I have referred to the Rescuer, earlier. Some men confuse being a Hero with the archetype of the Rescuer. They always walk into the trap and feel the need to rescue dependent, oversensitive, emotionally unstable women. These are often the women who slice at their arms when the men walk out. These women need to be treated “sensitively” because they have emotional troubles. Eventually their emotional oversensitivity consumes the man, who ends up counting his words and walking on egg shells, lest he upsets her. These are often the men who are motivated by those deep seated guilt complexes.
The oversensitive, “damsel in distress” adopts a victim mode and gets secondary gain from the man’s “handle her with gloves” behaviour. The man reinforces the victim mode. If he does not pay attention to her, dance to her fiddle and compensate for her “sensitivity”, she pouts, sulks, scolds, bites, withdraws and punishes him relentlessly in several ways.
In such a manner she skilfully manipulates him into becoming her puppet, catering to her every emotional whim. She alienates and isolates him from his friends and family. The moment he indicates he needs a breather and time-out with his friends, she creates some drama he has to attend to. She has absolutely no tolerance for his female buddy and often issues an ultimatum to him in this regard.
Sometimes insecure men prefer to rescue these “broken wing” women, because these men find normal, stable, mature women a threat to their own fragile egos. Some men I interviewed immediately recognise this female behaviour as pathetic manipulation tactics.
“No matter if you turn left or right, it would always be the wrong choice,” said a recovered ex-Rescuer, “I always felt as if I was in trouble, no matter what.” Another man described this relationship as a Big Black Hole. “She remains the centre of this hole and you just get sucked into the nothingness, losing yourself completely.”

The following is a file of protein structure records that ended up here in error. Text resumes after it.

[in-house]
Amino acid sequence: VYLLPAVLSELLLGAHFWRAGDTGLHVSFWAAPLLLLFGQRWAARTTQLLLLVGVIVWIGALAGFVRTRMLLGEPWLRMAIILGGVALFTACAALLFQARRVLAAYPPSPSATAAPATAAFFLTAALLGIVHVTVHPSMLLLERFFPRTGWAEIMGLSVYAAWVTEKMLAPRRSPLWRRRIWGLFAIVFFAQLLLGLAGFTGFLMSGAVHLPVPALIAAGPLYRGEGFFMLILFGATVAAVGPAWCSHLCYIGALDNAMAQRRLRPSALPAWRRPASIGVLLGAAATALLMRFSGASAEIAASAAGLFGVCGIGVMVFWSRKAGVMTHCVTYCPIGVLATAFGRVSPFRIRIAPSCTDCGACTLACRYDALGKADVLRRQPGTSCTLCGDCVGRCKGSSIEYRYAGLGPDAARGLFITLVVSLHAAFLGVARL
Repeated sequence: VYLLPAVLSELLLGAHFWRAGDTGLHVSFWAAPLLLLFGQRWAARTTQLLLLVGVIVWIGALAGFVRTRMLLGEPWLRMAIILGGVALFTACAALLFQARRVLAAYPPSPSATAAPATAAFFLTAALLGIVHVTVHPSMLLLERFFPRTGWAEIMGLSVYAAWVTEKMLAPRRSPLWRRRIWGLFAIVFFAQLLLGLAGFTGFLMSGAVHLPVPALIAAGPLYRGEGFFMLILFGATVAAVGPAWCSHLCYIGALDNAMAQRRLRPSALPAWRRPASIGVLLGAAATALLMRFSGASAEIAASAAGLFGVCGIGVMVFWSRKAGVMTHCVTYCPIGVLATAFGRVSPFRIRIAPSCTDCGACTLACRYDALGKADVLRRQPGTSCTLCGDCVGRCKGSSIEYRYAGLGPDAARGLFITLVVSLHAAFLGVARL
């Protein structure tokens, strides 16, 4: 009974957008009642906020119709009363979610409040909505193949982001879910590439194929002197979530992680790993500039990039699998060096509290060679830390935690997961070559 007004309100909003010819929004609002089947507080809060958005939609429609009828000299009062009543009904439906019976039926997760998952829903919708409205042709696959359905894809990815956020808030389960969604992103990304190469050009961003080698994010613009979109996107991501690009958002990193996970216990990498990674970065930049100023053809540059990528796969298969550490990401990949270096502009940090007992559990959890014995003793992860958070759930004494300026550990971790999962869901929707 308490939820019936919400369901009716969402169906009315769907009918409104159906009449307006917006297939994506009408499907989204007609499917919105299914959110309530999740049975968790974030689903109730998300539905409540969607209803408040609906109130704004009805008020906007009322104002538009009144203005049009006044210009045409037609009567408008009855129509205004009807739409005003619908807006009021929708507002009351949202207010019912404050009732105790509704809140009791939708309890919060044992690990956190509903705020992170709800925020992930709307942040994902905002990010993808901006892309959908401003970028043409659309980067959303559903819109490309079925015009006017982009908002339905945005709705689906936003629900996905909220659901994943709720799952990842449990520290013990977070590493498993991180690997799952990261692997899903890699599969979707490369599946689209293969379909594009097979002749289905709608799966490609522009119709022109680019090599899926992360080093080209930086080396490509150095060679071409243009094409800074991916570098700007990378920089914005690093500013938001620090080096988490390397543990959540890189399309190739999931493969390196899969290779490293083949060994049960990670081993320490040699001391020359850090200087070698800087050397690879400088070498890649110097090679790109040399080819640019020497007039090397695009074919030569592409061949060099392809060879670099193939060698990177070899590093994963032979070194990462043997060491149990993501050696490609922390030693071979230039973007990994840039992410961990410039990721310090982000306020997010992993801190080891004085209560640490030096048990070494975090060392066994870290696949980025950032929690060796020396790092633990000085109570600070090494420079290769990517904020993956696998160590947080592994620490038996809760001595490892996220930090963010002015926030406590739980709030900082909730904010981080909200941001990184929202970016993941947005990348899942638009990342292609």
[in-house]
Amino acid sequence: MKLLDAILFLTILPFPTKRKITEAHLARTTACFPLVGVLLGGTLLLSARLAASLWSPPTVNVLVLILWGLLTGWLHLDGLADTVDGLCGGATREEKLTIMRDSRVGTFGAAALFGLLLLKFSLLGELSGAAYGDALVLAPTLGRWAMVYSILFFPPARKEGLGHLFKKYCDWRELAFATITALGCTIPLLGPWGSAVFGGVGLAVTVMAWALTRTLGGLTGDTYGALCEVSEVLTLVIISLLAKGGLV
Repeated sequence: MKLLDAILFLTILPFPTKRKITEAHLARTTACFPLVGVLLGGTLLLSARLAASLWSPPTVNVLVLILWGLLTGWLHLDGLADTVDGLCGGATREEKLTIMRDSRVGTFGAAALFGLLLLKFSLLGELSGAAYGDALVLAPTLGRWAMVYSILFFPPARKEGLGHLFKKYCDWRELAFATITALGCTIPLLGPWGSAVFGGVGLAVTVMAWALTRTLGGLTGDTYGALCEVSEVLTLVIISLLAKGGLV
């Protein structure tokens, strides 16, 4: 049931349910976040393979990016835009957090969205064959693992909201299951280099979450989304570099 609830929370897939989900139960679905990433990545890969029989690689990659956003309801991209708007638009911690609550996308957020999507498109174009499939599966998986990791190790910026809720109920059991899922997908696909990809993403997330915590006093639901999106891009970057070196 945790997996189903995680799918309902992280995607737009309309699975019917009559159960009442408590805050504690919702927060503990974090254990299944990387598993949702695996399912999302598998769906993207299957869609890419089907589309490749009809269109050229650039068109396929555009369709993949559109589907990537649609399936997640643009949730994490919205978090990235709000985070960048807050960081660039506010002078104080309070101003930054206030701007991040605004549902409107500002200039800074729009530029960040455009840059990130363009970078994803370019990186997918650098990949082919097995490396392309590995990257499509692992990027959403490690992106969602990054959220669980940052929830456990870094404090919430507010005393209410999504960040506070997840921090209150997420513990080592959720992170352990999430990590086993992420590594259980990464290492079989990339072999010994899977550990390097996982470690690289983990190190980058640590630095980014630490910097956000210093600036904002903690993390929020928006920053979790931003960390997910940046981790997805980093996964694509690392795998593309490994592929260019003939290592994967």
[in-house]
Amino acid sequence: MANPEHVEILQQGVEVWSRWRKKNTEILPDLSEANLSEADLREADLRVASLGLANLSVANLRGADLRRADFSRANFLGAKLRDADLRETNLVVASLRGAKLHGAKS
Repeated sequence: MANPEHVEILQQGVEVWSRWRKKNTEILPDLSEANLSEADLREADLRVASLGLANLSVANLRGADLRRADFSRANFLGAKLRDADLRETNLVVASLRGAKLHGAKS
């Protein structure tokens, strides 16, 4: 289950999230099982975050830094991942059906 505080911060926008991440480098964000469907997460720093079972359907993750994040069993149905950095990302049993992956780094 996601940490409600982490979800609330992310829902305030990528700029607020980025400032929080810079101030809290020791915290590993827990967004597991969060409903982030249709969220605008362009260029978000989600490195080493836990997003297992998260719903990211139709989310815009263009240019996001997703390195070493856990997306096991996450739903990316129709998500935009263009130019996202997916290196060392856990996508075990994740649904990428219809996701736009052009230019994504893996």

The Greek hero Thesseus entered the labyrinth at Knossos to find and slay the Minotaur, but his love, the princess Ariadne, gave him a ball of string to guide his way out. Unlike Thesseus, the Rescuer eventually becomes a mouse in a maze who can never find his way out. Unlike Ariadne, who aided her lover, this victim-woman finds pleasure in placing obstacles in his path. Where there was a path yesterday, and he ventures there today, she has moved a thorny bush in his way. He may buy her roses because he knows they are her favourite flowers, but when he buys them again, he gets berated for spending too much money.
There is no order, no pattern, no route, but he desperately tries to figure it out, against the odds. “You need to fight for me,” she calls, but at some stage a tournament is won and the victor is rewarded with the lady’s scarf. Not the poor Rescuer lost in the labyrinth. He will never reach the epicentre of the labyrinth and be rewarded the peace and tranquillity one is supposed to find in a mature relationship. Eventually he sinks down and covers his face for he can no longer face the futility of the madness of trying to please her. Hopefully he has friends who can rescue him, or a good therapist. Remember the sayings: If you want to feel good, then you have to let go of bad feelings,” and “you cannot start a new chapter if you keep on reading the last chapter.” To save himself, a Rescuer HAS TO LET GO. Don’t just walk away… run like hell.